###### Corollary II.4

(Metaconverse Recovers Palzer-Timo Converse [11, Theorem 1])
The following converse follows from (5),

 E[I{d(S,ˆS)>d}]≥OPT(SC)≥OPT(LP)=OPT(DP) ≥supβ∈R{P[jS(S,d)≥β] −MmaxˆsP[jS(S,d)≥β,d(S,ˆs)≤d]},

which is the converse of Palzer and Timo in [11, Theorem 1].

Proof : To obtain this converse from (5), take where in (3) and take supremum over . Notice that in this case, since .

The finite blocklength lossless data compression problem results from SC by setting and . The following corollary particularizes the metaconverse in (3) to lossless data compression. In this case, the metaconverse takes a particularly simple form.

###### Corollary II.5 (Metaconverse for Lossless Source Coding)

For lossless data compression, consider the setting of Theorem II.1 with and . Consequently, for any code, the following converse follows from Theorem II.1,

 E[I{S≠ˆS}]≥OPT(SC)≥OPT(LP)=OPT(DP) ≥sup0≤ϕ≤PS{∥ϕ∥1−M∥ϕ∥∞}. (7)

In the above converse we have viewed as a vector in that is nonnegative and dominated by The maximization in (7) is a tradeoff between increasing the norm of on the one hand, and decreasing the norm of on the other. One plausible strategy for this tradeoff is to take for those for which is not too large, and zero otherwise. Specifically, one may take for some Then the RHS of (7) is lower bounded by

 supγ≥0{P[h(S)≥logM+γ]−% \rm exp(−γ)},

where The above converse is [5, Theorem 7] specialized to the lossless case.

Having outlined the LP based framework for point-to-point lossless source coding, we now consider three problems that will serve as sub-problems for analysing problem SW.

#### Ii-A3 Lossless Coding of Jointly Encoded Correlated Sources (S1,s2)

In this sub-problem of Slepian-Wolf coding problem, the correlated sources are jointly encoded by to get . is sent through the channel to get which is then decoded according to . The objective, as for SW problem, is to losslessly recover at the destination.

It is easy to see that the above joint encoding problem is equivalent to the point-to-point lossless source coding problem SC with , , , and with . Consequently, to obtain finite blocklength converses for the joint encoding problem of correlated sources, we resort to the following generalized version of DP for lossless source coding problem,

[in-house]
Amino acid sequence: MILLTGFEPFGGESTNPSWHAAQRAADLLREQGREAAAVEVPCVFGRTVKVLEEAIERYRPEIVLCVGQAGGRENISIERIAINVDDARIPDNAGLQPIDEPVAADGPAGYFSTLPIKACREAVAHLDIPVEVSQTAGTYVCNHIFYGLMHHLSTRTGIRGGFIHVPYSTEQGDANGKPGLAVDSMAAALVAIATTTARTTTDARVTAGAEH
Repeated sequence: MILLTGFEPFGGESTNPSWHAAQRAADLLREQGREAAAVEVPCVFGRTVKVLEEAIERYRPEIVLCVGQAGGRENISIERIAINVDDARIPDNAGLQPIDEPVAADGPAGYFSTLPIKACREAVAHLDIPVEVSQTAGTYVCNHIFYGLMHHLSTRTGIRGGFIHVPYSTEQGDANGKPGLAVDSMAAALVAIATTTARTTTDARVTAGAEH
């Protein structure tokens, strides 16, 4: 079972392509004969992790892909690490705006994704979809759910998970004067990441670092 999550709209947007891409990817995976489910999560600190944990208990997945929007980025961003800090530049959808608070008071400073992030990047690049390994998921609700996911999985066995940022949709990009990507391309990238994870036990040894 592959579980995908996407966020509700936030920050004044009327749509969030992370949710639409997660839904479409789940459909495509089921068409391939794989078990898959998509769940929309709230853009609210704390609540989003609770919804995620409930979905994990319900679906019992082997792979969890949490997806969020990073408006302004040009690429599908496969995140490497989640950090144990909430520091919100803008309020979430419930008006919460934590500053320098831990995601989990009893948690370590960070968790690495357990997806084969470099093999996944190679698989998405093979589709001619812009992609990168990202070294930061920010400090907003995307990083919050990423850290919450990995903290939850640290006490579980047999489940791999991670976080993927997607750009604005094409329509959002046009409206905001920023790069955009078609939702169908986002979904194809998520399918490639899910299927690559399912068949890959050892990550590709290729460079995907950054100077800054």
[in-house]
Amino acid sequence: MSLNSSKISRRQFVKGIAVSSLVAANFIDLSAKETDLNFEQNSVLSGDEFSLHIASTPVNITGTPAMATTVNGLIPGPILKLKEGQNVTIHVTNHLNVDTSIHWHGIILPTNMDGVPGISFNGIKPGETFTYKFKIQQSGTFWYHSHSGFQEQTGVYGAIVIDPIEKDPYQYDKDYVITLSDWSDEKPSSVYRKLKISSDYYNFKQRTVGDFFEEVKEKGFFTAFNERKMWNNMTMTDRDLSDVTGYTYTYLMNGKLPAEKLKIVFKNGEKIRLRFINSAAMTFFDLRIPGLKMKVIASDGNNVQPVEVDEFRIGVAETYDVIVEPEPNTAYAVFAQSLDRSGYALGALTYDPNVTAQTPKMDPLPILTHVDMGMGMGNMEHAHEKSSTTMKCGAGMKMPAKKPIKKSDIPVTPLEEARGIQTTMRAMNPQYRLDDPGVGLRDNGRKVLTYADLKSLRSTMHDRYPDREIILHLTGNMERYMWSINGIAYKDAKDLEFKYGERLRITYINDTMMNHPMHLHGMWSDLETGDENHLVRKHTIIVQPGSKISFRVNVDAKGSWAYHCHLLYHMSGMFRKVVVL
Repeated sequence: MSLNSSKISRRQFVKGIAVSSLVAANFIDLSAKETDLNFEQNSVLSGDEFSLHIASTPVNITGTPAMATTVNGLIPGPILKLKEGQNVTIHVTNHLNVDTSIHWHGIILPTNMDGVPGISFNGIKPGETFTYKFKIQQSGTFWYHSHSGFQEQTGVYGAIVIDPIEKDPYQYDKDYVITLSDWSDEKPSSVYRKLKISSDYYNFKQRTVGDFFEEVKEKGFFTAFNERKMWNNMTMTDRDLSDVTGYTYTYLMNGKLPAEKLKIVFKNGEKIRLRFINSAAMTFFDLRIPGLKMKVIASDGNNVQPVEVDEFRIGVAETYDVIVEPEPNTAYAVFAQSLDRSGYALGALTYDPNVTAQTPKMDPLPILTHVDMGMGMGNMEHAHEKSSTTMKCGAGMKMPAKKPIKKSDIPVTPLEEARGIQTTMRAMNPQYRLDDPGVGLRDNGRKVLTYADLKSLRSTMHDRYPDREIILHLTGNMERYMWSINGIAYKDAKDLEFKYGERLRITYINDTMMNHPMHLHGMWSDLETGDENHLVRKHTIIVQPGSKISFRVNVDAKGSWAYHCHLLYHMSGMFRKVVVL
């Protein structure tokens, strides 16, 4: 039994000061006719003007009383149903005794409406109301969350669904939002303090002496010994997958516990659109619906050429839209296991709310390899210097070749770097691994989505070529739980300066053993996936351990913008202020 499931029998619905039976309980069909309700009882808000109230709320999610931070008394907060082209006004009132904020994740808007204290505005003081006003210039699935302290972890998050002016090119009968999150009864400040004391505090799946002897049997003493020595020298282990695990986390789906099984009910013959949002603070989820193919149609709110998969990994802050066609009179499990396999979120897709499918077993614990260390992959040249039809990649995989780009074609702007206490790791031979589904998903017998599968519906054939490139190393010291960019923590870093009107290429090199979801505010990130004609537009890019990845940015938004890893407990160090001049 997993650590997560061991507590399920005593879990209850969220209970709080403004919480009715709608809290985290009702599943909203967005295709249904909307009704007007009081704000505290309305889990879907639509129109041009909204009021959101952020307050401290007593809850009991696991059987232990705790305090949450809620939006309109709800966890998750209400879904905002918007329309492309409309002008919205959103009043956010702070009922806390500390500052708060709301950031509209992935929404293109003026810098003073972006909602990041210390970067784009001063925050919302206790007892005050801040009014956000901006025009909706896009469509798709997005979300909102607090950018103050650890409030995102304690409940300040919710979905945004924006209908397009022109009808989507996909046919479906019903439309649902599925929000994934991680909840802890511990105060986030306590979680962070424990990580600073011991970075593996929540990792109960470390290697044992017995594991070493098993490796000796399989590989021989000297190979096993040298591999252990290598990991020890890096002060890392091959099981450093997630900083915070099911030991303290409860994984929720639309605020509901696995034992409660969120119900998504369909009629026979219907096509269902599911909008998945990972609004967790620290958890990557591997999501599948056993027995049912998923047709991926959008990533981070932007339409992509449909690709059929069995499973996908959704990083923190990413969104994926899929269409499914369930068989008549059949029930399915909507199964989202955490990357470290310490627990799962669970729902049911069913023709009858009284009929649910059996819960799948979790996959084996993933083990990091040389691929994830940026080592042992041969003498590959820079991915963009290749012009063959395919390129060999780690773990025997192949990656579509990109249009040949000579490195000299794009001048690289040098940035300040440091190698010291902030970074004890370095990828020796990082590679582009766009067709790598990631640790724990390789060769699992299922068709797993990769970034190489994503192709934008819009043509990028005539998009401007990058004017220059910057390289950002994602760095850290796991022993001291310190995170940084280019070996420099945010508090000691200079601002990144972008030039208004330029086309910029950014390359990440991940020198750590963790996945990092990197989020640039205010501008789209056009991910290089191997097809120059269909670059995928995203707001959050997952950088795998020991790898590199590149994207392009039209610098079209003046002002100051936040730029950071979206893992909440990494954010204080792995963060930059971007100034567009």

DPJE \rm maxˆγa,ˆγb,ˆλs,ˆλc ∑s1,s2ˆγa(s1,s2)+∑y1,y2ˆγb(y1,y2) \rm s.t.

where , for all . Though this is a straightforward generalization of DP, we will need this later and hence we have included it here.

As in the case of DP, taking and such that (A1) and (A2) hold with equality, can be written in terms of the channel flow and source flow The metaconverse for lossless source coding problem in Corollary II.5 then readily implies the following corollary.

###### Corollary II.6 (Metaconverse for Jointly Encoded Sources)

Consider problem SC with , , , and with . Consequently for any code, we have from Corollary II.5,

 E[I{(S1,S2)≠(ˆS1,ˆS2)}]≥OPT(DPJE) ≥sup0≤ˆϕ(s1,s2)≤PS1,S2(s1,s2){∑s1,s2ˆϕ(s1,s2) −M1M2maxˆs1,ˆs2ˆϕ(ˆs1,ˆs2)}, (8)

where the supremum is over such that for all .

Proof : To obtain the required converse, we consider the following choice for the flows in DPJE, which generalizes the ones adopted in (4).

 ˆλc(x1,x2,s1,s2,y1,y2) (9) ˆλs(s1,s2,ˆs1,ˆs2,y1,y2) ≡−ˆϕ(s1,s2)I{(s1,s2)=(ˆs1,ˆs2)},

The feasibility of these flows with respect to (A3) can be verified as in the proof of Theorem II.1 and we skip the proof here.

### Ii-B Lossless Source Coding of S1 with S2 as the Side-Information

We now consider the following sub-problem of Slepian-Wolf coding: is to be recovered losslessly at the destination with available as side-information at the decoder (Figure 3). Towards this, is encoded according to to get , which is transmitted through the channel to get . is the side information available at the decoder which decodes according to to get . The finite blocklength source coding of given as the side information can be then posed as the following optimization problem,

 SID1|2 \rm minf1,g E[I{S1≠ˆS1}] \rm s.t.  X1 = f1(S1),ˆS1=g(S2,Y1).

Thus, seeks to obtain a code which minimizes , the average probability of error.

To obtain finite blocklength converses, we employ the LP relaxation approach in [3] to obtain the following LP relaxation of the problem .

 LPSI1|2 \rm minQX1|S1,QˆS1|Y1,S2,W ∑Ψ()W() \rm s.t.  ∑x1QX1|S1(x1|s1) ≡ 1:¯γa(s1)∑ˆs1QˆS1|Y1,S2(ˆs1|y1,s2) ≡ 1:¯γb(y1,s2)∑x1W()−QˆS1|Y1,S2(ˆs1|y1,s2) = 0:¯λ(1|2)s(s,ˆs1,y1)∑ˆs1W()−QX1|S1(x1|s1) ≡ 0:¯λ(1|2)c(s,x1,y1)QX1|S1,QˆS1|Y1,S2,W ≥ 0,

where